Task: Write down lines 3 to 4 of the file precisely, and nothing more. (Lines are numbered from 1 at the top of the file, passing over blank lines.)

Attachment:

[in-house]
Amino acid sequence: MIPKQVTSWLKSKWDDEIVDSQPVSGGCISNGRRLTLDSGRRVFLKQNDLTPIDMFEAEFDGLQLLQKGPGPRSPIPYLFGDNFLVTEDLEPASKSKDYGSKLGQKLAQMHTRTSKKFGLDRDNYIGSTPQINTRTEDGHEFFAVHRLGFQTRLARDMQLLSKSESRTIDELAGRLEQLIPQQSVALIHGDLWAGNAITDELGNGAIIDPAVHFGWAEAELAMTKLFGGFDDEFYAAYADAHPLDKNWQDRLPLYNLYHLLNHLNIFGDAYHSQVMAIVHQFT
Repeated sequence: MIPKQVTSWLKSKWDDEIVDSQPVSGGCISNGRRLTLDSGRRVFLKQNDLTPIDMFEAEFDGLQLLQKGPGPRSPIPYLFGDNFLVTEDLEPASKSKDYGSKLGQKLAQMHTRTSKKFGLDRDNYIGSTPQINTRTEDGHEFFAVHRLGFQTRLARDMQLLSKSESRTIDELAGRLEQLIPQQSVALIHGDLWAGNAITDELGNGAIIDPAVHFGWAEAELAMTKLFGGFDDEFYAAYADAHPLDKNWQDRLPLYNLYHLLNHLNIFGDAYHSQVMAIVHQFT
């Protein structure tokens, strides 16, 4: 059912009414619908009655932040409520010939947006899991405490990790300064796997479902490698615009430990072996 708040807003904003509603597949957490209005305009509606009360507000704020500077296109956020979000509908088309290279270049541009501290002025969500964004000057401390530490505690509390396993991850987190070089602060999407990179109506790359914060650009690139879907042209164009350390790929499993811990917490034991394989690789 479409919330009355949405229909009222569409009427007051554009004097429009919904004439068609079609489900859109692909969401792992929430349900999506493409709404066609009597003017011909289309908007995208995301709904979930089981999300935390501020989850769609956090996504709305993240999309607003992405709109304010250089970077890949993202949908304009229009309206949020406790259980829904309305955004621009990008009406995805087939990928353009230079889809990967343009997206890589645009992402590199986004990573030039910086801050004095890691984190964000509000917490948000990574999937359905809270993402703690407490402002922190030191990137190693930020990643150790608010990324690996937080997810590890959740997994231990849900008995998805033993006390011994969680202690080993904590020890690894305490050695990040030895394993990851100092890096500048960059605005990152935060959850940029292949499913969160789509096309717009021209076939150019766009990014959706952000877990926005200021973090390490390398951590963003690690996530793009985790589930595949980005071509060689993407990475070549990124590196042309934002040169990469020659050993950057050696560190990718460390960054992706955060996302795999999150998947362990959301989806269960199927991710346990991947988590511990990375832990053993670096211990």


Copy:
Repeated sequence: MIPKQVTSWLKSKWDDEIVDSQPVSGGCISNGRRLTLDSGRRVFLKQNDLTPIDMFEAEFDGLQLLQKGPGPRSPIPYLFGDNFLVTEDLEPASKSKDYGSKLGQKLAQMHTRTSKKFGLDRDNYIGSTPQINTRTEDGHEFFAVHRLGFQTRLARDMQLLSKSESRTIDELAGRLEQLIPQQSVALIHGDLWAGNAITDELGNGAIIDPAVHFGWAEAELAMTKLFGGFDDEFYAAYADAHPLDKNWQDRLPLYNLYHLLNHLNIFGDAYHSQVMAIVHQFT
């Protein structure tokens, strides 16, 4: 059912009414619908009655932040409520010939947006899991405490990790300064796997479902490698615009430990072996 708040807003904003509603597949957490209005305009509606009360507000704020500077296109956020979000509908088309290279270049541009501290002025969500964004000057401390530490505690509390396993991850987190070089602060999407990179109506790359914060650009690139879907042209164009350390790929499993811990917490034991394989690789 479409919330009355949405229909009222569409009427007051554009004097429009919904004439068609079609489900859109692909969401792992929430349900999506493409709404066609009597003017011909289309908007995208995301709904979930089981999300935390501020989850769609956090996504709305993240999309607003992405709109304010250089970077890949993202949908304009229009309206949020406790259980829904309305955004621009990008009406995805087939990928353009230079889809990967343009997206890589645009992402590199986004990573030039910086801050004095890691984190964000509000917490948000990574999937359905809270993402703690407490402002922190030191990137190693930020990643150790608010990324690996937080997810590890959740997994231990849900008995998805033993006390011994969680202690080993904590020890690894305490050695990040030895394993990851100092890096500048960059605005990152935060959850940029292949499913969160789509096309717009021209076939150019766009990014959706952000877990926005200021973090390490390398951590963003690690996530793009985790589930595949980005071509060689993407990475070549990124590196042309934002040169990469020659050993950057050696560190990718460390960054992706955060996302795999999150998947362990959301989806269960199927991710346990991947988590511990990375832990053993670096211990």